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MOF&G Cover Summer 1999

 


  You are here:  PublicationsMaine Organic Farmer & GardenerSummer 1999Libby Editorial   
 Food with a Face, a Place, a Taste Minimize

By Russell Libby
MOFGA Executive Director

A first step towards a sustainable cuisine is to acknowledge that we don’t have one now. The current source of our food is both everywhere and nowhere – everywhere because affluent consumers can buy food from anywhere in the world, and nowhere because there is no personal connection that traces the food back to a particular farmer’s field.

The most memorable meals of my life are intimately connected to family and friends, to foods that came from our gardens or nearby farms, to special events in our lives. The first peas of the year are one treat; so is a strawberry-rhubarb pie from Bonnie’s strawberries, or our annual family gathering at Thanksgiving, with each bringing his or her specialties. These relationships between food and eater, carried back to the farm, that could form the basis of a truly sustainable cuisine. If widely acted upon, they would challenge the very basis of our current agricultural economy.

We are beginning to see, in small ways, that individual decisions to make these connections are having an impact. I can speak most directly about the changes in Maine. Thirty years ago, most farmers produced bulk foods for wholesale markets. Rural communities usually had a farm stand or two; there were two barely-surviving farmers’ markets in the state. Now nearly every major town has both a farmers’ market and an independent natural food store or cooperative; most leading restaurants seek local foods in season for their menu. Hundreds of Maine farmers now provide organic food to a growing number of citizens.

The idea of producing regionally distinctive foods is also taking hold, with farmstead cheese makers, smoked seafood, and specialty potato varieties. We even have farmers turning the seasons on their head, producing cool season salad greens in unheated greenhouses during the fall, winter and early spring, using far less energy than produce imported from afar. Long-term relationships with customers are the key to survival for many farmers, small and large. The most direct linkages are the Community Supported Agriculture (CSA) projects, where farmers and buyers make commitments to one another ahead of the production season. At that level, where consumers and farmers are interacting and talking, I am optimistic.

Yet we know that those direct connections are far from typical for the American public. Most people eat food every day that comes from a system that works directly against these connections. If you think about the last time you were able to buy a fresh, locally-raised chicken, the ubiquitous presence of national brands, and a distribution system based on instant availability of every type of food from any place in the world, you will start to see the scope of the issues in front of us. At the heart of the problem is the separation of farmer from consumer, both by geography and by a series of large marketing organizations.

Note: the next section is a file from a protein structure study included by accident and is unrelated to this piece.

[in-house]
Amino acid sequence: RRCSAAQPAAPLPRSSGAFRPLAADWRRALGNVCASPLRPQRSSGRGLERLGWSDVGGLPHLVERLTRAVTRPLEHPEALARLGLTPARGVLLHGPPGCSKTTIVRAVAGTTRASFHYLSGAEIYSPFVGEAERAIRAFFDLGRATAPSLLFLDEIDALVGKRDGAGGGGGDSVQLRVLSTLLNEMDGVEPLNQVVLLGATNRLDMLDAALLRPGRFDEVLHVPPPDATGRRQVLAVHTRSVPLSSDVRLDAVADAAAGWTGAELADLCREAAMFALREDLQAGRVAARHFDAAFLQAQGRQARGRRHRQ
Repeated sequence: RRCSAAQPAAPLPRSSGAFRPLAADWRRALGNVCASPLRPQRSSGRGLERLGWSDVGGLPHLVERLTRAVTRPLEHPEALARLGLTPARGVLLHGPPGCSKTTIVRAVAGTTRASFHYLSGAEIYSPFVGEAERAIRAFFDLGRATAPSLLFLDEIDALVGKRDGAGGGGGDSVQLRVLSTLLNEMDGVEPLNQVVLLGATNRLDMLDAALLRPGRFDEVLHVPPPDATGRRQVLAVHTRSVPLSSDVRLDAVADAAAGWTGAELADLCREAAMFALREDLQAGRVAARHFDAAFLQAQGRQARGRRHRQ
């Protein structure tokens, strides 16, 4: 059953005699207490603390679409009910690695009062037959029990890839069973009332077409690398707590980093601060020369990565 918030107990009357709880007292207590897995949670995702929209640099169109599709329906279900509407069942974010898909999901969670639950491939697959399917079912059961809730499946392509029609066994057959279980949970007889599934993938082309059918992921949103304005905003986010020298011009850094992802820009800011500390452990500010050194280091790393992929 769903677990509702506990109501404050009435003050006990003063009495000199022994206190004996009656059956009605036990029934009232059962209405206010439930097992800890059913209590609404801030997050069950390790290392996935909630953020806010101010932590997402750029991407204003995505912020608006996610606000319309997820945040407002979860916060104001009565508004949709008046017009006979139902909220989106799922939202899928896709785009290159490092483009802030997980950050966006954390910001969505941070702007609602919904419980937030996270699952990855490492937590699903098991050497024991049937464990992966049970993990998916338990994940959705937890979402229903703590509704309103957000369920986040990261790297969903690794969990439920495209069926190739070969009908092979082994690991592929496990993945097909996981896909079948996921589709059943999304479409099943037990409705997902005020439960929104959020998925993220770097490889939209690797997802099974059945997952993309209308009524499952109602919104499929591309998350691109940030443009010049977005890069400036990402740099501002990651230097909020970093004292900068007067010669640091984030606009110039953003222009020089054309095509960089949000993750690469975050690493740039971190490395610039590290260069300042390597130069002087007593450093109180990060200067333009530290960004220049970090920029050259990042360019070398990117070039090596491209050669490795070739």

I’d like to propose two strategies that can help to rebuild connections between the person eating the food and the person growing the food. The first is based on thinking about ‘face, place and taste’ as explicit components of a sustainable cuisine. The Japanese have a word for it, ‘seikatsu,’ meaning “food with a face.”

My favorite example of this comes from my great-uncle Arthur, who has been farming on the family homestead his whole life, and just now is slowing down as he moves through his eighties. He made his living selling feeder pigs, but recently sold all but one, left behind because his brother and sister needed a place to take their slops. He also sold his sheep, but he still keeps beef cows, chickens, and a big garden. Every time you visit you have a choice between something fresh from the garden, or something Arthur has put up in the kitchen. Recently my Uncle Bob passed on samples of Arthur’s pickles, along with the recipes. Arthur couldn’t remember who’d given him the recipe, so he named it after the donor’s hometown, and now “Wytopitlock Man Salt Pickles” has entered our family’s repertoire, and diet. It has all the elements of sustainable cuisine: a face (actually several, besides my own family’s: Uncle Bob, Great-uncle Arthur, and the man from Wytopitlock who gave him the recipe); a place (our Three Sisters Farm, the Libby family homestead); and, finally, a distinctive taste. Once you’ve tried Uncle Arthur’s Wytopitlock Man Salt Pickles, you either love them or you hate them, but you certainly remember them.

The second part of the strategy will require us to make this philosophy a part of our buying. We can start modestly here, but the potential is huge. A few years ago I roughly figured the potential impact on the very local economy of Mount Vernon if every household spent a small part of its food bill each week on products from the farms here: milk, meat, eggs, raspberries, vegetables and sweet corn. Now I tell people that if each family in Maine spent $10 per week on local foods, it would create an additional $100 million in business and require three times as much fruit and vegetable production. Even in my small town of Mount Vernon, population 1400, the difference would require a new full-time vegetable farming business.

When we can attach a face, a place, and a taste to our daily meals, and our institutions have evolved to encourage that interaction, then we will be sure we have achieved a truly sustainable cuisine. I think it looks a lot like supper during the gardening season.


  

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